Authorities say a donkey led a herd of goats and sheep through the streets of an L.A. suburb late last week. The beasts refused to comply with lawful orders of police officers to go home. They even managed to evade the cops attempting to arrest them. Considering how friendly L.A. cops can be when arresting you, this shows quite a bit of defiance.

Eventually, police tracked down the owner of the animals, which it was found had escaped through an open gate. The owner helped herd the animals, which for some reason were not charged with a single crime.

The McBournie Minute: Why Boston is a twofold shrine on March 17

If you were out celebrating St. Patrick’s Day over the weekend, I’ll do my best to write as quietly as possible. I’d even recommend that you turn down the brightness on your screen. You went out and celebrated the approximate date of birth of a Scot who spread Catholicism to the Irish. Any saint would want you to celebrate them by committing a mortal sin by hoisting a glass or eight.

The other big way to celebrate is by dressing somewhat Irish. I dress in relation to occasion for every holiday. At Christmas, I wear a Santa Claus hat, at Valentine’s Day, I wear nothing but a diaper and shoot pink-tipped arrows at passers-by, and on Arbor Day I stand motionless outside from a long time.

But there are other ways to go about celebrating St. Paddy’s Day. For the Boston Police, it’s all about breaking out the paddy wagon (which has to be deemed a racist term by now). Continue reading The McBournie Minute: Why Boston is a twofold shrine on March 17

You Missed It: Backfire edition

"I've asked Batman here to personally train all of the volunteers."
“I’ve asked Batman here to personally train the volunteers.”

So, when’s the next Doomsday estimate? Does anyone know? For a couple years now, it’s been one after another. We had the crazy guy with the church (which could be said for pretty much any End of Days prediction, really), saying the world was going to end two different times. Today, we proved the Mayans wrong. At some point, waiting for the world to end turns into wanting the world to end. If you were raptured this week, odds are you missed it.

A cop on every corner
Exactly one week after 26 people, including 20 elementary-school students, were murdered at the hands of a crazed shooter with legally-acquired assault weapons, the NRA broke its silence. The NRA’s Wayne LaPierre blamed the media, video games, movies, music videos, natural disasters, the Obama administration and more as the cause of the shooting. But not guns. The group called for an armed police officer to be assigned to every school in the U.S., and if funding can’t be found, have armed volunteers patrol instead. Because the only thing that can keep an armed stranger from roaming the halls of our schools is an armed stranger roaming the halls of our schools.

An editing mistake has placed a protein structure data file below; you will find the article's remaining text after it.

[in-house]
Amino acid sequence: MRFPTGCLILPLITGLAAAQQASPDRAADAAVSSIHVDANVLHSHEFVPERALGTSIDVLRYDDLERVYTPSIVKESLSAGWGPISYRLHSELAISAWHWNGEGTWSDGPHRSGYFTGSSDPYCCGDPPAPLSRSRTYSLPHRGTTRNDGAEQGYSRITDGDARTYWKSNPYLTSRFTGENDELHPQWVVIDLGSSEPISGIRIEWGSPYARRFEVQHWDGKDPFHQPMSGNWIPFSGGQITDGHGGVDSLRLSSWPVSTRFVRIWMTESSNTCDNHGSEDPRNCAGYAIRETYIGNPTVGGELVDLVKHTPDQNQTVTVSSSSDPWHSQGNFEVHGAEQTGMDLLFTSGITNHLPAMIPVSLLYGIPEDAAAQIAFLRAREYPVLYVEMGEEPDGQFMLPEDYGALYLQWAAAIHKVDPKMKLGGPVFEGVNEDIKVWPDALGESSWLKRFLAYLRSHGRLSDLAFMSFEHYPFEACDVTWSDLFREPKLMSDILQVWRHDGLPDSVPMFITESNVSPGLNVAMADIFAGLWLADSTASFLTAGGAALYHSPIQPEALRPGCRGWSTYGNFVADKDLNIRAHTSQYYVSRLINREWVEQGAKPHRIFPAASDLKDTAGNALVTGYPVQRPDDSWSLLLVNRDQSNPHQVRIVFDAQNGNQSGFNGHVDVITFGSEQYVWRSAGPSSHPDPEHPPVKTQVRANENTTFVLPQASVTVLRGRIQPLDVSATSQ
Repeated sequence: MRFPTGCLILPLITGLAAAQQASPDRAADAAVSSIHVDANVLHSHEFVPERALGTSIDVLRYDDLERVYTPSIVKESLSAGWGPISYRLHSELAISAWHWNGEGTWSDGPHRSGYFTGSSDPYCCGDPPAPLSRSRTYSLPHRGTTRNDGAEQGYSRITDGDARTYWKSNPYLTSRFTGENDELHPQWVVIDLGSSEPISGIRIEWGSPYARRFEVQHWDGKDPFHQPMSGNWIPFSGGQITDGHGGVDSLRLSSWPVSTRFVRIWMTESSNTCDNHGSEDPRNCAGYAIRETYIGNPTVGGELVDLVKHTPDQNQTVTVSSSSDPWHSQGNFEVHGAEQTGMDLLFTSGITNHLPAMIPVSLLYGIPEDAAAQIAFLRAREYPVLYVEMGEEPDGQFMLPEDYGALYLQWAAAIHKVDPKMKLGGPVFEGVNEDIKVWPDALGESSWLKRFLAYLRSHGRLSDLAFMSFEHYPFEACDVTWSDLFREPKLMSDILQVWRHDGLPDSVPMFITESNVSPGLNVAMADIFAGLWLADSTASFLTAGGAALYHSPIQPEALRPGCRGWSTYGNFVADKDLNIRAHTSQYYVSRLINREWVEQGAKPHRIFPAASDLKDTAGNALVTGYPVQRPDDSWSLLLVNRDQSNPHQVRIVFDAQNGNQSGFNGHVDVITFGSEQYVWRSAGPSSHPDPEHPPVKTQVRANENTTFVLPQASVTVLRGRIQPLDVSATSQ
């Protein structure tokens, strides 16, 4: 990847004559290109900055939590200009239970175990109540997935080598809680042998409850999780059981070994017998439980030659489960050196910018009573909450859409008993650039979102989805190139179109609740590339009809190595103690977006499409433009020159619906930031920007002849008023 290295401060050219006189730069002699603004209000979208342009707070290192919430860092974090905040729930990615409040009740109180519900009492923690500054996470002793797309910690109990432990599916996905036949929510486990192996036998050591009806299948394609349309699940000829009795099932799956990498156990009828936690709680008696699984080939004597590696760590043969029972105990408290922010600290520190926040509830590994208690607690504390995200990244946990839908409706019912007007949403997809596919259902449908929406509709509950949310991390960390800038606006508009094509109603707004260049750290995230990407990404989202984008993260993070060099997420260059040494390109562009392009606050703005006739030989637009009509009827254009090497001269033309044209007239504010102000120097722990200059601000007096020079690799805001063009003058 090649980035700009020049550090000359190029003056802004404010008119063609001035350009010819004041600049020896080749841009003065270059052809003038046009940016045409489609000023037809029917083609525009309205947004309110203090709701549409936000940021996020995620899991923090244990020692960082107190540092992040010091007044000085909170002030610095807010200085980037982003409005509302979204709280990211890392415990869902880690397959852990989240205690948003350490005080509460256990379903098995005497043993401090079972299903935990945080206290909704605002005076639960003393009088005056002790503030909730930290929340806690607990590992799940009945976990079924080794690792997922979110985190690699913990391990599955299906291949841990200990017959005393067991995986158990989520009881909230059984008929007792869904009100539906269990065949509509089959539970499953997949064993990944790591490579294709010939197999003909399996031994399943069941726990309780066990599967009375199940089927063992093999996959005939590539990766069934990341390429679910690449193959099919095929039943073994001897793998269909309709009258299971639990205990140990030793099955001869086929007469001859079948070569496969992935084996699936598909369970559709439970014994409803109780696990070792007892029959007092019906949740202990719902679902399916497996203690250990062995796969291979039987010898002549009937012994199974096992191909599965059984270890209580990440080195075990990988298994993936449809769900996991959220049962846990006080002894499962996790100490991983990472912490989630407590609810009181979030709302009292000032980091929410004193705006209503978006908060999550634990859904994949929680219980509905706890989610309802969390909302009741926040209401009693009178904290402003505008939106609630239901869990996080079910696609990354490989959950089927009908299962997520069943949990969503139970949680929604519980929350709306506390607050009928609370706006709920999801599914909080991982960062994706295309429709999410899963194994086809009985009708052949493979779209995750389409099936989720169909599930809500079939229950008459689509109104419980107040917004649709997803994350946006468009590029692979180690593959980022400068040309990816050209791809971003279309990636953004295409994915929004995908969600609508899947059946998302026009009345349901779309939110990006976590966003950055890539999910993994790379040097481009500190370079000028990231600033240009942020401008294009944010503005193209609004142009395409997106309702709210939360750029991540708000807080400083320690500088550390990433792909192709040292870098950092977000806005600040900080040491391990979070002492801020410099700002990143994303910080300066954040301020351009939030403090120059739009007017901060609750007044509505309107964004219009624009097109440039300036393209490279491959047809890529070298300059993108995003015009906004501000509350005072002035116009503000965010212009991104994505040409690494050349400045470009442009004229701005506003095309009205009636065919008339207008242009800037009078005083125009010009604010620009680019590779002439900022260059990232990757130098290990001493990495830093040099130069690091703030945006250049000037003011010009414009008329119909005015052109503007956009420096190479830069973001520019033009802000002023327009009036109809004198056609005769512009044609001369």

The long, strange lives of Olympians
Olympians may live longer than the average human because they lead active lifestyles, according to a study released this week. In unrelated news, The Smoking Gun found that former Olympian Suzy Favor Hamilton has been making money lately as an escort in Las Vegas, charging $600 an hour. Favor Hamilton said she looks forward to outliving her coworkers.

Person of the Year: The Year
TIME named President Barack Obama its person of the year, the second time he has won the honor. Obama beat out the Higgs Boson. After naming “the protester” the person of 2011, I’m just glad that the venerable magazine remembered to give the award to a specific person, rather than a group of persons, or you know, a theoretical particle.

Every dog has his day … in the U.S. Supreme Court

When you face a foe as great in numbers as animals, humans want to believe that we aren’t alone in this fight. We’ve long put dogs on a pedestal, claiming them as man’s best friend. But, let’s not forget that only 10,000 years ago, they were wolves.

We’ve depended on dogs in police work, especially for enforcing our nation’s drug laws, which have now incarcerated a larger portion of our population than that of any other country, even the freedom-hating ones like North Korea and China. Could this have been dogs’ plan from the beginning, to arrest as many fighting Americans as possible so we would be powerless to stop their inevitable attack?

The U.S. Supreme Court is about to decide whether police dogs are planting evidence. Or, at least whether using their sense of smell alone is strong enough evidence for a search. Either way, it looks like some species is about to get their face rubbed in the Constitution of the United States.